They’re easy to miss, buried on page three of his curriculum vitae.
Under the heading “Community Services,” after the listings for three visiting lectures and an ADHD support group, are these two entries: “Virginia State Senator 2008-2014” and “Virginia Lt. Governor 2014-present.”
The Hon. Ralph Northam, MD, Virginia’s new governor, needs to update his CV.
“He has not claimed his own fame,” says Matthew Frank, MD, Professor of Pediatrics and a partner with Gov. Northam in their pediatric medical practice. “He’s remarkably humble.”
Gov. Ralph Northam, MD
“His background as a physician gives him a great grounding. He has a calm demeanor, and people underestimate him because he doesn’t come in and suck all the oxygen out of the room. But I can guarantee you that in a crisis, that’s the kind of person you want in charge.”
“We at EVMS are delighted and proud that Gov. Northam is a distinguished graduate of EVMS. The medical community will miss him on our faculty, and he will be missed by the patients and families under his care over the years. Having a physician with his knowledge, insight and expertise leading Virginia will provide many opportunities important to the health of Virginia and the patients we serve.”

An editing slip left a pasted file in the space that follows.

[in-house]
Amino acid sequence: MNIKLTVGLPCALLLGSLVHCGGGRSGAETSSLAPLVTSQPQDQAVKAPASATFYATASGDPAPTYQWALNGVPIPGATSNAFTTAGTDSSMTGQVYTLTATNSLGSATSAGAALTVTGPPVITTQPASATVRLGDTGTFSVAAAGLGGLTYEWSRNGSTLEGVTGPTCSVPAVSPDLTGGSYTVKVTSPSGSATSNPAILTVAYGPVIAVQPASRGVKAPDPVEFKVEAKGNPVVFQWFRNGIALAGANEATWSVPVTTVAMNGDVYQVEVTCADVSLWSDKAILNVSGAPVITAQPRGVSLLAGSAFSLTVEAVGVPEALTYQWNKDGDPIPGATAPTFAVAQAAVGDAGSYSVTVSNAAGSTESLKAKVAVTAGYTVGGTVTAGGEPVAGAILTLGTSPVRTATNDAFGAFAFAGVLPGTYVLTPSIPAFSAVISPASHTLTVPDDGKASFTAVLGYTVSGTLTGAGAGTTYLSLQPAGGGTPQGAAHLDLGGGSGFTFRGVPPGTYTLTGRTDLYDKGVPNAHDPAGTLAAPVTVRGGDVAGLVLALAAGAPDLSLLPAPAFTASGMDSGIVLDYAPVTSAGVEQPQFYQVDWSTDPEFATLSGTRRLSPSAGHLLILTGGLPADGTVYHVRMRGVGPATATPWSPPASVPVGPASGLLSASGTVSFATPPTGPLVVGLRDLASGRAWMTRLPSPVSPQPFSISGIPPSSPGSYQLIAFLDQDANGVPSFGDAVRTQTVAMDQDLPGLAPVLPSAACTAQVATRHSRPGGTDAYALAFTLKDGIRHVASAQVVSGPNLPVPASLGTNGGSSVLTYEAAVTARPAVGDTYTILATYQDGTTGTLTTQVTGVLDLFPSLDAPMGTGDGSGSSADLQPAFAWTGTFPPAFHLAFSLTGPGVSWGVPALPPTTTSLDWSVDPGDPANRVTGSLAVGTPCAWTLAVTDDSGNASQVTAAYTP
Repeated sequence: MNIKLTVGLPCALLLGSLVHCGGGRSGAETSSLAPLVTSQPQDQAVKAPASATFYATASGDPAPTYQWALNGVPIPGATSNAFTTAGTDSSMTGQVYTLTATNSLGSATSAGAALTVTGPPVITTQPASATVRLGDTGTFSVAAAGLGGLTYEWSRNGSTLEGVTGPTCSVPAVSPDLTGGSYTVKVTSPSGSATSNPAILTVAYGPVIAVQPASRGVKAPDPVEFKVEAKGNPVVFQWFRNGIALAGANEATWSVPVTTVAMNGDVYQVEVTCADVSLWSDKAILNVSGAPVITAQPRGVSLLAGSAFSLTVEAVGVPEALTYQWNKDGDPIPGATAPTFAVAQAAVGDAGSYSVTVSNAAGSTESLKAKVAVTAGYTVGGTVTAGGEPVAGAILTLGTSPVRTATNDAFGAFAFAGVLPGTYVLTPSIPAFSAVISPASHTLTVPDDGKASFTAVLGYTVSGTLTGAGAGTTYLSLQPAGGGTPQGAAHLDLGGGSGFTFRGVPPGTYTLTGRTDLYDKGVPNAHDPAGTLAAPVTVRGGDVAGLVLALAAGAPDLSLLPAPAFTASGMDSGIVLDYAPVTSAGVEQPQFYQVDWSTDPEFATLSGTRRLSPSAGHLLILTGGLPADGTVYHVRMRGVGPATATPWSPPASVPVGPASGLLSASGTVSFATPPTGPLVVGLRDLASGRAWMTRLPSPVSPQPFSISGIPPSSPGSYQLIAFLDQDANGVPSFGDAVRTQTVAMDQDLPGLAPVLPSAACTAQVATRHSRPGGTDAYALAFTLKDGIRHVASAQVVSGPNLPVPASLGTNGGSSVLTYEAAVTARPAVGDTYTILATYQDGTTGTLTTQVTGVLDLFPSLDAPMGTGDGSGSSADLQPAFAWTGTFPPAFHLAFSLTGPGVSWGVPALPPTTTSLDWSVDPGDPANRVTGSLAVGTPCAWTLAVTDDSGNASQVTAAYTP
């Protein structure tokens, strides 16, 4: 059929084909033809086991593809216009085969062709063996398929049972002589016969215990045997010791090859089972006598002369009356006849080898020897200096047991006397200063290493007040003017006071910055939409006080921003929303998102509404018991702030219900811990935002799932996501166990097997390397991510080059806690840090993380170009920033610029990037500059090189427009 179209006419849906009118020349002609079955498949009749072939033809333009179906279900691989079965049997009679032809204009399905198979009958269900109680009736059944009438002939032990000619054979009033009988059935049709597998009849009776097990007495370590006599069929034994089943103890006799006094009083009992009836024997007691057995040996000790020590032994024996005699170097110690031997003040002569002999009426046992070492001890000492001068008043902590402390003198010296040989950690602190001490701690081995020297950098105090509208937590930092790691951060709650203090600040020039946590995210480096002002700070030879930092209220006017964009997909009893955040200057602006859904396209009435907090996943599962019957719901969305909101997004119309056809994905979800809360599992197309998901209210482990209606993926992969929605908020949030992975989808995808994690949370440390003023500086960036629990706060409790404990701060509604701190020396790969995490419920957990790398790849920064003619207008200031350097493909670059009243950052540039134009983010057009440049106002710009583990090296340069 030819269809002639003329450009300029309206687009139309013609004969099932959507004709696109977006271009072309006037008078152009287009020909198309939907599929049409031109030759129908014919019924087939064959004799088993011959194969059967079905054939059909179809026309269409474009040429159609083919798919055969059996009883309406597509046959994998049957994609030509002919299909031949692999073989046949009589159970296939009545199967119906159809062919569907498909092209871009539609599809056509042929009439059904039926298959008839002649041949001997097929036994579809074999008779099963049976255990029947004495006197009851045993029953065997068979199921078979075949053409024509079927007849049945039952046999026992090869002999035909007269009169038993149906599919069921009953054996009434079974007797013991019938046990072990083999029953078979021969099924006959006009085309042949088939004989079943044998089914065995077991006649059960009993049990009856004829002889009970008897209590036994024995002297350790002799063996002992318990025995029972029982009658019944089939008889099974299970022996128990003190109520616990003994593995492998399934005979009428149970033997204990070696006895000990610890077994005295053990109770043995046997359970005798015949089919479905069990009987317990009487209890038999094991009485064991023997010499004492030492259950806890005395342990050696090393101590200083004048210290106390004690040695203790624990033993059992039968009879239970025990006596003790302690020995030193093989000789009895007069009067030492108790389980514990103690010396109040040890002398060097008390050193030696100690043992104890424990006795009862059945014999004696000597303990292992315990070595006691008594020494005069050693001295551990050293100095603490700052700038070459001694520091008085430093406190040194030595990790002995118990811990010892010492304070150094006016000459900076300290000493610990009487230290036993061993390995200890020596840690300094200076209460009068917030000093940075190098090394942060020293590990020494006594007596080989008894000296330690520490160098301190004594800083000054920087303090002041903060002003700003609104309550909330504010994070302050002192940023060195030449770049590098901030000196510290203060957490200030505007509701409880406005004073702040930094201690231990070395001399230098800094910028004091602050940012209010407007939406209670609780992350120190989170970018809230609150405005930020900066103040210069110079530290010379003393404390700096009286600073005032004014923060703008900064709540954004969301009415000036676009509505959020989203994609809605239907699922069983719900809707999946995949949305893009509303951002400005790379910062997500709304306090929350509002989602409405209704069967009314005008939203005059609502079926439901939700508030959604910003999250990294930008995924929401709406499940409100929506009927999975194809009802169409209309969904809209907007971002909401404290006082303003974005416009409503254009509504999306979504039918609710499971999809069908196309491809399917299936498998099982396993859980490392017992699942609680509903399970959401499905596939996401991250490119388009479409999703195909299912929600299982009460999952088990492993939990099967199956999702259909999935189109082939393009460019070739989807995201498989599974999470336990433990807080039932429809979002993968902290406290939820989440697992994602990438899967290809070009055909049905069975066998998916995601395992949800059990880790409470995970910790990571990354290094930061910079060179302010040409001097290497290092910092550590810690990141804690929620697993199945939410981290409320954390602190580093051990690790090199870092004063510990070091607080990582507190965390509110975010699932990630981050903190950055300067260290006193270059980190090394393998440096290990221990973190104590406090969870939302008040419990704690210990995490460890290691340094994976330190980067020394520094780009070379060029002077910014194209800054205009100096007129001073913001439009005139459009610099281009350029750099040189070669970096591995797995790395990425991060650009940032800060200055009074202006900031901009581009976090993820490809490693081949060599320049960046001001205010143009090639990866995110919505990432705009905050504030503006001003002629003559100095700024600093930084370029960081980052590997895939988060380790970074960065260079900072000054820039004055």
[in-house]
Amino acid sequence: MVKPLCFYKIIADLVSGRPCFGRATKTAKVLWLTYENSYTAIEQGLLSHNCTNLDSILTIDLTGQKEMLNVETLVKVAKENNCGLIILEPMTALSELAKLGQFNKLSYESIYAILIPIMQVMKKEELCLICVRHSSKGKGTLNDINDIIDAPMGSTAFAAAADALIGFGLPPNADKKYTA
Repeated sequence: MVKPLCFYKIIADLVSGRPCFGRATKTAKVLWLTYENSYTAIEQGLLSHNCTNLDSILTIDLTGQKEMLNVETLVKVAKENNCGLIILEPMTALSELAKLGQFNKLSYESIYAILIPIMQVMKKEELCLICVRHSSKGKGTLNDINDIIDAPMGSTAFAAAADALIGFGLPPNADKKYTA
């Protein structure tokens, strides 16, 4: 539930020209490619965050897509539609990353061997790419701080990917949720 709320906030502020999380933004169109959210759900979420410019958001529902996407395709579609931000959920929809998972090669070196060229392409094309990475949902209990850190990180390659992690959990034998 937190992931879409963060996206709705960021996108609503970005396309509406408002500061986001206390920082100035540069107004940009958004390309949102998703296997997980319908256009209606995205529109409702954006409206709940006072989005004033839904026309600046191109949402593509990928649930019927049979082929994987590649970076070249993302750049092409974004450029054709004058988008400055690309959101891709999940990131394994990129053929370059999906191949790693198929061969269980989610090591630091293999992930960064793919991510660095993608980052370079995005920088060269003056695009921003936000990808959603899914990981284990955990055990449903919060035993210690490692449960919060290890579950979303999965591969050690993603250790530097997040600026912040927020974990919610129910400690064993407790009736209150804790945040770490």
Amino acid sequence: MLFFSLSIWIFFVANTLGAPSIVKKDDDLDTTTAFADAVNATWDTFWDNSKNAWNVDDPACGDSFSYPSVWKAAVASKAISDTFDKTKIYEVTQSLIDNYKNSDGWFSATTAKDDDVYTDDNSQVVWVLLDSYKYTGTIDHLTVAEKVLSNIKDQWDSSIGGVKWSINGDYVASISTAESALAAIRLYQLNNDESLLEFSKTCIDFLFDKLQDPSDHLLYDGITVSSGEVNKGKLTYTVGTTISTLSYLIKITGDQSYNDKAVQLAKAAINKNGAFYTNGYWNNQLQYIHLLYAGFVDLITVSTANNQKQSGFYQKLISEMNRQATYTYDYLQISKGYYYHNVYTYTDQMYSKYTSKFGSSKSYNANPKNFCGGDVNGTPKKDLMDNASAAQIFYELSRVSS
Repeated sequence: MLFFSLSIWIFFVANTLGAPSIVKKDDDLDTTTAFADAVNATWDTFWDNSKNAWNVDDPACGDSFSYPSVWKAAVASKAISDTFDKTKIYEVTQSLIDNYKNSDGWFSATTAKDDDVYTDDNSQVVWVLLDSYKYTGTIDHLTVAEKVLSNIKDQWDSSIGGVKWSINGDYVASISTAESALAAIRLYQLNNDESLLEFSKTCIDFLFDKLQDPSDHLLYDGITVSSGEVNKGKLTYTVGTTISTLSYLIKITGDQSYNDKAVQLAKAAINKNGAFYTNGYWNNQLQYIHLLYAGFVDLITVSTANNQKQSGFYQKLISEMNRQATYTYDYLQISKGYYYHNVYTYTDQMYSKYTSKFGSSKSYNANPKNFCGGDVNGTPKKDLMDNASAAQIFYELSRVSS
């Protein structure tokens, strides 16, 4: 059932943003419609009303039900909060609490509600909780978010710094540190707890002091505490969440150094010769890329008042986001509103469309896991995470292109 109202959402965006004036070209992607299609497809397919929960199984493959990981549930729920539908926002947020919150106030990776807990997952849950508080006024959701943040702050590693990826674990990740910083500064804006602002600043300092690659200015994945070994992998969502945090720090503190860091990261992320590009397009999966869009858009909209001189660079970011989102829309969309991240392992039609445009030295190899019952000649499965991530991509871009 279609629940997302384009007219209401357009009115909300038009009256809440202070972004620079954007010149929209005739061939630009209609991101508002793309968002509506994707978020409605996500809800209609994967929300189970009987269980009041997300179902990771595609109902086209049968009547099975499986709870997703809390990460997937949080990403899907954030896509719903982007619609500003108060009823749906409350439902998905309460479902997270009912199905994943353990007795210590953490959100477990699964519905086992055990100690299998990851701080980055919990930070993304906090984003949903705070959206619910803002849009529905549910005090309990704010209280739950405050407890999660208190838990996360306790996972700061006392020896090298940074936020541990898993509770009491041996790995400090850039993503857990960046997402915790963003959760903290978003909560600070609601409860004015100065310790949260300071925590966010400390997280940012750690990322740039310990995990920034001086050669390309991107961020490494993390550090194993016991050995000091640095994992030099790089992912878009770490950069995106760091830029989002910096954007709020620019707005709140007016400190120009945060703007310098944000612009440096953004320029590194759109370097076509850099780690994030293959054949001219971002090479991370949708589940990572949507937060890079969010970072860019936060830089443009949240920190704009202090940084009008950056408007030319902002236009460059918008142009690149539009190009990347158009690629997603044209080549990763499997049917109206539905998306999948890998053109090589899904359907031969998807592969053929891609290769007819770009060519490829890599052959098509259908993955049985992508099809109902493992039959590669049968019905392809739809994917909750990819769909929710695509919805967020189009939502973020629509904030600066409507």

“His ethics and morals are so much a part of his life that they are more of his guiding principles than party politics. I’m hoping he’ll foster a reduction in partisan politics. He comes into the governorship having been recognized by his peers as a straight shooter and someone who can be trusted.”
“I think he’ll be an excellent listener. He wants so much to pull people together. He’s been open-minded and very patient. That’s the physician coming out in him, not the politician.”
“He’s extremely bright and a superb listener. You can talk to him about anything. His honesty and integrity are above reproach. When you look at how much public service comes out of EVMS, Ralph is the perfect example of an EVMS student.”
“As a student, Ralph rotated through my neurology service,” Dr. Frank remembers. “Hopefully, I triggered his interest in child neurology.”
Back then, Gov. Northam shared an apartment with fellow medical student John “Rob” Marsh, MD (MD ’83), the highly decorated military physician portrayed in the movie Black Hawk Down. Dr. Marsh, once named national Country Doctor of the Year, now splits his practice between two rural communities in Virginia’s Shenandoah Valley.
“Ralph hasn’t changed the way he operates over 40 years,” Dr. Marsh says. “He’s not going to change now that he’s in the governor’s mansion.”